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Re: std::take(obj), aka std::exchange(obj, {})

From: Arthur O'Dwyer <arthur.j.odwyer_at_[hidden]>
Date: Thu, 24 Sep 2020 23:01:44 -0400
On Thu, Sep 24, 2020 at 7:56 PM Giuseppe D'Angelo <giuseppe.dangelo_at_[hidden]>

> Il 25/09/20 00:15, Arthur O'Dwyer ha scritto:
> > The big costs of `std::exchange(obj, {})` as far as I'm concerned are
> > that you have to default-construct a whole T object, pass std::exchange
> > a /reference/ to that object, call the assignment operator which has to
> > conditionally free the old resource, and finally destroy the temporary T
> > object (which has to conditionally free the resource). I can see how it
> > would be beneficial to coalesce some of these operations into a tighter
> > package like std::take. But I don't see how your suggested
> > implementation of std::take actually helps. You're still constructing a
> > temporary T, calling the assignment operator, and calling the destructor
> > of the temporary.
> >
> > // std::take of a string
> > {
> > std::string temp{};
> > newobj = std::move(obj);
> > obj = std::move(temp);
> > } // temp.~string();
> >
> > // what you want instead
> > newobj = std::move(obj);
> > obj.clear();
> I don't think these two are equivalent.

They are for std::string, std::vector<T>, all other containers... You're
right that the latter is not a generic solution (e.g. that code won't
compile for smart pointers like std::unique_ptr<T>).
That's exactly why I claim this is a problem for your current proposal. You
propose that std::take should have the same semantic effect as "move-out
and then clear," but the physical implementation strategy you propose for
it intentionally produces suboptimal codegen for many types. You propose a
new library function to do a thing *less efficiently* than the programmer
could do it by hand. I think you should look for an implementation
strategy that lets you produce the best possible codegen.
The cheap way out would be to make `std::take` a customization point; but I
think C++ already suffers from a vast overpopulation of customization

With something like
> new_string = std::move(old_string);
> old_string.clear();
> then old_string's state is not guaranteed to be in the std::string's
> default constructed state. In all likelihood, old_string will have
> leftover capacity:


> namely, *new_string*'s capacity before the move
> assignment (assuming that it's done via pure swap, not via move and
> swap).

Huh, that's interesting: libstdc++ does indeed swap the heap-allocations of
x and y when you do `x = std::move(y)`, basically as if you'd done
`swap(x,y); y.resize(0);`.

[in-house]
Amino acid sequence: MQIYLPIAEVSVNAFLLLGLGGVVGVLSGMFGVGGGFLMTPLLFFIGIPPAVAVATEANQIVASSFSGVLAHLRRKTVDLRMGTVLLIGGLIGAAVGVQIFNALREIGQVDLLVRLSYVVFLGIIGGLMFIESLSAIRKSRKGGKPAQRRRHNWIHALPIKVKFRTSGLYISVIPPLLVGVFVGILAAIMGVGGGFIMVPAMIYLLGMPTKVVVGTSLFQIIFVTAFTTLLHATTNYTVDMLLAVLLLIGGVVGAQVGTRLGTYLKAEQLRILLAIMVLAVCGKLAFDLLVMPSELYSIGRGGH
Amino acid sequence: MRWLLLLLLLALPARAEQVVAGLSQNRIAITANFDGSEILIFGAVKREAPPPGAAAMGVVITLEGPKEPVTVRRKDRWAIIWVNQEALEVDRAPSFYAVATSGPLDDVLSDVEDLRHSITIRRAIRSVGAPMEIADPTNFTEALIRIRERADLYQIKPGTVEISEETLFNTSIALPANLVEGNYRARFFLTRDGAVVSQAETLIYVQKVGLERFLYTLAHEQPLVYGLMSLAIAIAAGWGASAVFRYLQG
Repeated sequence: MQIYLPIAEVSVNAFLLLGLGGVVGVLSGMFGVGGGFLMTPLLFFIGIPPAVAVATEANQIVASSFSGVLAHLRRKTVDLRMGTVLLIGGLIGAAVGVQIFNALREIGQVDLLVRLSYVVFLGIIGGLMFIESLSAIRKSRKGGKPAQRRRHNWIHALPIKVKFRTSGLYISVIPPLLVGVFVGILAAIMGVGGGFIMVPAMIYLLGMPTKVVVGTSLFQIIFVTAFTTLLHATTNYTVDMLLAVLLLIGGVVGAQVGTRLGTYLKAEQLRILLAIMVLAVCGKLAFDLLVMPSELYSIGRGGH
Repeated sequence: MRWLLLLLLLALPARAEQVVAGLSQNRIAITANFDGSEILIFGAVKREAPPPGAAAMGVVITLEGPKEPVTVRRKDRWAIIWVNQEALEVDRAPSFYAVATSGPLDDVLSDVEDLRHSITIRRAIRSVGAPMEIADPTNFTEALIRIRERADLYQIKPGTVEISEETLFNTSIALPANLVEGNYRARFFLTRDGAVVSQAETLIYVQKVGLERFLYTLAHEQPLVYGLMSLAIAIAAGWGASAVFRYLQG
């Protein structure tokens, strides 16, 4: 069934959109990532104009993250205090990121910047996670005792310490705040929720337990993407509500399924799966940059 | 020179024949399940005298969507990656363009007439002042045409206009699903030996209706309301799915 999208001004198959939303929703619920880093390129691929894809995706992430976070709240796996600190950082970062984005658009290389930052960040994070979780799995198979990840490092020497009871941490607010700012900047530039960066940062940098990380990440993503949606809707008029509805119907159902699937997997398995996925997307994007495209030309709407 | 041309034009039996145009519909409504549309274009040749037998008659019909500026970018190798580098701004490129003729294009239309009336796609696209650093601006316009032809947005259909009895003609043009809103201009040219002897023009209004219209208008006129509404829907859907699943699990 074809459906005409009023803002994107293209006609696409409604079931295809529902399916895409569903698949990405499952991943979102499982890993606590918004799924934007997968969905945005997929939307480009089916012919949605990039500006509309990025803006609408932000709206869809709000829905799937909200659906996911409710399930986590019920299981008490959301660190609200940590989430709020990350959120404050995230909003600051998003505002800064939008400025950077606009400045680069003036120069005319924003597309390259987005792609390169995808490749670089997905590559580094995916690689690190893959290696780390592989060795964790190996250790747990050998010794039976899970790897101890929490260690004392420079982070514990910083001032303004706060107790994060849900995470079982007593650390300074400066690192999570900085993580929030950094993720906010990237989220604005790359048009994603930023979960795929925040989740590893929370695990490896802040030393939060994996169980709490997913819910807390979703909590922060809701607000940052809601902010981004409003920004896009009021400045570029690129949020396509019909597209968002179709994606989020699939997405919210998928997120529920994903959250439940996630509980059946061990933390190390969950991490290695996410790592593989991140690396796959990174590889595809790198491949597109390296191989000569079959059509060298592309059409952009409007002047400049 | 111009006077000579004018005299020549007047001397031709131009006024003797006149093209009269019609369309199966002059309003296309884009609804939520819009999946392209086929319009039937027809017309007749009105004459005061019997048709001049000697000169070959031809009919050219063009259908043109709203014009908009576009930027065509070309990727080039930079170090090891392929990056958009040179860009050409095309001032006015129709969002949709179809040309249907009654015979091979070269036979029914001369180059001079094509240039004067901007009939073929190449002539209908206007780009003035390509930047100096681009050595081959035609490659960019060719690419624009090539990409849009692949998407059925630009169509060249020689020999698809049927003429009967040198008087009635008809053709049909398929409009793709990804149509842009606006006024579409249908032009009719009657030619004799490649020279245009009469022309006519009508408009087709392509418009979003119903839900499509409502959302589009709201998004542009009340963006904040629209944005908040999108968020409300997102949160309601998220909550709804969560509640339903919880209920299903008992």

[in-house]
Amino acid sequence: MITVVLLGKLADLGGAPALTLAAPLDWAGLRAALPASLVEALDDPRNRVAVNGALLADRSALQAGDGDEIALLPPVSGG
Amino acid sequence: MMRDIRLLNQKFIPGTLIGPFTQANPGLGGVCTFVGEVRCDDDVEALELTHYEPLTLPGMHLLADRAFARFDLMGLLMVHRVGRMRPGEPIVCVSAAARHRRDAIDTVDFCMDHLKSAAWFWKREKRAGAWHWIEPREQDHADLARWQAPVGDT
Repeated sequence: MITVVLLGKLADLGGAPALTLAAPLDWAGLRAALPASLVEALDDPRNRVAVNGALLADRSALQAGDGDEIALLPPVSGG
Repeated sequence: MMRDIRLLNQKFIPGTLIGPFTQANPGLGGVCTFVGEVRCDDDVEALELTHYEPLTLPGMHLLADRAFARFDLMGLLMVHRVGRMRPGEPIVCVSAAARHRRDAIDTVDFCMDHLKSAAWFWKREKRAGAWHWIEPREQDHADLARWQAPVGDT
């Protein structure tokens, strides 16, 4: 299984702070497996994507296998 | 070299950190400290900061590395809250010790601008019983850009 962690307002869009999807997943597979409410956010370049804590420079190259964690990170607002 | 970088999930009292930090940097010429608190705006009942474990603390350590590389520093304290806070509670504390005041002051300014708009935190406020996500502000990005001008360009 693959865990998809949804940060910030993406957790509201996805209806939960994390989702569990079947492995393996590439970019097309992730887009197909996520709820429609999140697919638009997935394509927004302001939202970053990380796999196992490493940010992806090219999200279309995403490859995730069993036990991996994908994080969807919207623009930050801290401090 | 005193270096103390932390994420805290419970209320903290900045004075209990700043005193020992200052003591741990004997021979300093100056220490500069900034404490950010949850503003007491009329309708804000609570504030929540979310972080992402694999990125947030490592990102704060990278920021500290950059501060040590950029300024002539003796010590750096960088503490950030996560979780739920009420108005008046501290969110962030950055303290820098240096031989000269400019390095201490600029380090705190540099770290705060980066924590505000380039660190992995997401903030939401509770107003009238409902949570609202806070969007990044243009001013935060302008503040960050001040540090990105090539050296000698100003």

libc++ does what I had initially expected, and just deallocates x's old

I also observe that when you do `x = std::string{};` on libstdc++, x keeps
its old capacity! Whereas on libc++, that line resets x's capacity as I'd
have expected.

However, I think this is all of questionable relevance, because capacity is
not a *salient* feature of std::string. It's not part of the string's
value. It's not preserved by copy or move (as we've just seen), and it's
not part of the state compared by operator==. (John Lakos has a talk from a
few years ago on how to think about *salient* state.) State can be
observable without being salient — for example, std::addressof(s[0]) is
observable, but not salient. s.capacity() is similarly observable but not

> Also, in all likelihood, old_string's size is 0 right after the
> move, so clear() here is a no op.

Correct; see
All vendors do the small-buffer optimization, and all vendors will empty
out the source string even when it's small and doesn't need to be emptied.
On the other hand, std::function also does the small-buffer optimization,
and there libstdc++ empties out the source std::function but *libc++ does
not:* https://godbolt.org/z/ja7nf7

> > Here's the difference in codegen: https://godbolt.org/z/n54arb
> > So the $64,000 question is: How do you get the good codegen?
> I can't make apples and oranges' codegen be equal...

Okay, how about for std::list<int>, then? Is that apples versus apples?

And if it's used for move construction rather than for move assignment,
> then it's actually just like the proposed move (+clear()):
> https://godbolt.org/z/nxrvo8

Hm, that's interesting. I wonder why move-assigning the result of `take`
should cause a visible suboptimality, when constructing directly from it

> If you can't get the good codegen, then I don't see the point of making
> > a wrapper around std::exchange(obj, {}). It's already short and clear
> > enough — certainly clearer than std::take(obj), /this year/, since
> > people have already had 20 years to learn what std::exchange means.
> Sorry, I don't buy the "20 years" claim. Surely the idea is at least
> that old and exchange-like asm instructions have existed for a very long
> time.
> But the usable tool for the C++ programmer only came in C++14 (and in
> Boost / ABSL even later than that!). Hence I'm not really surprised that
> it's somehow "rarely" used, not regularly taught, not fully discovered,
> etc.

Ah, you're right, std::*swap* was C++98 but std::exchange was C++14. I
didn't realize/remember that std::exchange was that new.

> > You'll have to teach them what std::take means, and (more importantly)
> > why to use it. If you can't explain why to use it, then it's not a
> > good idea. "It produces better codegen" would be a great explanation...
> > but how do we get from here to there?
> I am addressing some of the "why to use it" in the proposal itself. Also
> if SG20 (a target audience) has inputs I'll be glad to discuss them.

FWIW, I'm moderately involved with SG20. :)


Received on 2020-09-24 22:01:58